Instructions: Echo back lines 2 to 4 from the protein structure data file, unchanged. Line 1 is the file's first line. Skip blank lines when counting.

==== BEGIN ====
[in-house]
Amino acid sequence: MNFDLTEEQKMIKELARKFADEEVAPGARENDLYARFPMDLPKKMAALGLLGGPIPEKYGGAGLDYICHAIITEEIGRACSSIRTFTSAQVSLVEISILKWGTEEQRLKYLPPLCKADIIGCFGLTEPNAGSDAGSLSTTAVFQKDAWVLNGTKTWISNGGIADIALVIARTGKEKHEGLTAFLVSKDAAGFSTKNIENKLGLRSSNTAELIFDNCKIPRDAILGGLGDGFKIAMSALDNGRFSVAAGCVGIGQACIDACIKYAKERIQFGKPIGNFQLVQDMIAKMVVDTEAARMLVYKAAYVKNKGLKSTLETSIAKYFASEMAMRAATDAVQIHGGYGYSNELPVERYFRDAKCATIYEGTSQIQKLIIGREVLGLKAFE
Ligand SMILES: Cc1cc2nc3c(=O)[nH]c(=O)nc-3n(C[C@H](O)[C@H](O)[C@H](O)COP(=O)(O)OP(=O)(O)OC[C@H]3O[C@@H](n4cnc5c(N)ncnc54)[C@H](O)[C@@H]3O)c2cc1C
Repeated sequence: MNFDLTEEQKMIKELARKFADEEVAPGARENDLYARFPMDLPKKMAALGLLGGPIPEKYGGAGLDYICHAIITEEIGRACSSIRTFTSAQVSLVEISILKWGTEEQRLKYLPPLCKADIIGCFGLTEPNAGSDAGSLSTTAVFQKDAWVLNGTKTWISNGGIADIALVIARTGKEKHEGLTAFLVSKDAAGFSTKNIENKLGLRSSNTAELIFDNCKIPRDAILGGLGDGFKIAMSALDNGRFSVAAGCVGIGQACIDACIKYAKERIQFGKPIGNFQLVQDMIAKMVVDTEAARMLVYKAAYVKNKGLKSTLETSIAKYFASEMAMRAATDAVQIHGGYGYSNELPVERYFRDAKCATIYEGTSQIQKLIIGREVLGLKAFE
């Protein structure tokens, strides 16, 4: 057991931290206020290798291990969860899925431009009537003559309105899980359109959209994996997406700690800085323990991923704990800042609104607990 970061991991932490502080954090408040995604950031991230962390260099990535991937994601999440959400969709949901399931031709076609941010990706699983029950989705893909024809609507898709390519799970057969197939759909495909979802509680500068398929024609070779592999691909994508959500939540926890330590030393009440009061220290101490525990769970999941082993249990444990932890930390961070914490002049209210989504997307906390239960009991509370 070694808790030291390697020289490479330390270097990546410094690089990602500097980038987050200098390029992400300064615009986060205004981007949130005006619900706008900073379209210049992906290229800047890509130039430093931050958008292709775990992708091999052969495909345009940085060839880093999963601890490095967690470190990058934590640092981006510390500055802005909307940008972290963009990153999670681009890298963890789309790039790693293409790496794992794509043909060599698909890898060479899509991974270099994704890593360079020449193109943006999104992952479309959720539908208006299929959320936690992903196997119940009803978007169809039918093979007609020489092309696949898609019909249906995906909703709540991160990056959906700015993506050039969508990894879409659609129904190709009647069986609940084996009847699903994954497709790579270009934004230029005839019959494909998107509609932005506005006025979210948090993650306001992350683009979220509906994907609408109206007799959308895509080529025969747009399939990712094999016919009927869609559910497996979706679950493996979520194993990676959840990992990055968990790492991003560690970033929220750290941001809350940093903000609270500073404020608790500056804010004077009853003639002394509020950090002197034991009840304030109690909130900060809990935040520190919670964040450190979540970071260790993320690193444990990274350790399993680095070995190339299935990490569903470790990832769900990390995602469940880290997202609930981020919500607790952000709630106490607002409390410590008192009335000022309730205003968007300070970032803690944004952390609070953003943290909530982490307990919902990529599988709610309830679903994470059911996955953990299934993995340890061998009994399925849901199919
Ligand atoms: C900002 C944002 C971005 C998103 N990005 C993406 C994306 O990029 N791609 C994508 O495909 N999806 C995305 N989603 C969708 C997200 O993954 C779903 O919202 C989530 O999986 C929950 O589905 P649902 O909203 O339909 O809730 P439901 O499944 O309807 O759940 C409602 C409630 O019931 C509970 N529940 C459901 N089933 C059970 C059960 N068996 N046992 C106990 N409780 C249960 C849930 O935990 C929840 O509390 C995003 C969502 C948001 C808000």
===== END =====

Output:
Amino acid sequence: MNFDLTEEQKMIKELARKFADEEVAPGARENDLYARFPMDLPKKMAALGLLGGPIPEKYGGAGLDYICHAIITEEIGRACSSIRTFTSAQVSLVEISILKWGTEEQRLKYLPPLCKADIIGCFGLTEPNAGSDAGSLSTTAVFQKDAWVLNGTKTWISNGGIADIALVIARTGKEKHEGLTAFLVSKDAAGFSTKNIENKLGLRSSNTAELIFDNCKIPRDAILGGLGDGFKIAMSALDNGRFSVAAGCVGIGQACIDACIKYAKERIQFGKPIGNFQLVQDMIAKMVVDTEAARMLVYKAAYVKNKGLKSTLETSIAKYFASEMAMRAATDAVQIHGGYGYSNELPVERYFRDAKCATIYEGTSQIQKLIIGREVLGLKAFE
Ligand SMILES: Cc1cc2nc3c(=O)[nH]c(=O)nc-3n(C[C@H](O)[C@H](O)[C@H](O)COP(=O)(O)OP(=O)(O)OC[C@H]3O[C@@H](n4cnc5c(N)ncnc54)[C@H](O)[C@@H]3O)c2cc1C
Repeated sequence: MNFDLTEEQKMIKELARKFADEEVAPGARENDLYARFPMDLPKKMAALGLLGGPIPEKYGGAGLDYICHAIITEEIGRACSSIRTFTSAQVSLVEISILKWGTEEQRLKYLPPLCKADIIGCFGLTEPNAGSDAGSLSTTAVFQKDAWVLNGTKTWISNGGIADIALVIARTGKEKHEGLTAFLVSKDAAGFSTKNIENKLGLRSSNTAELIFDNCKIPRDAILGGLGDGFKIAMSALDNGRFSVAAGCVGIGQACIDACIKYAKERIQFGKPIGNFQLVQDMIAKMVVDTEAARMLVYKAAYVKNKGLKSTLETSIAKYFASEMAMRAATDAVQIHGGYGYSNELPVERYFRDAKCATIYEGTSQIQKLIIGREVLGLKAFE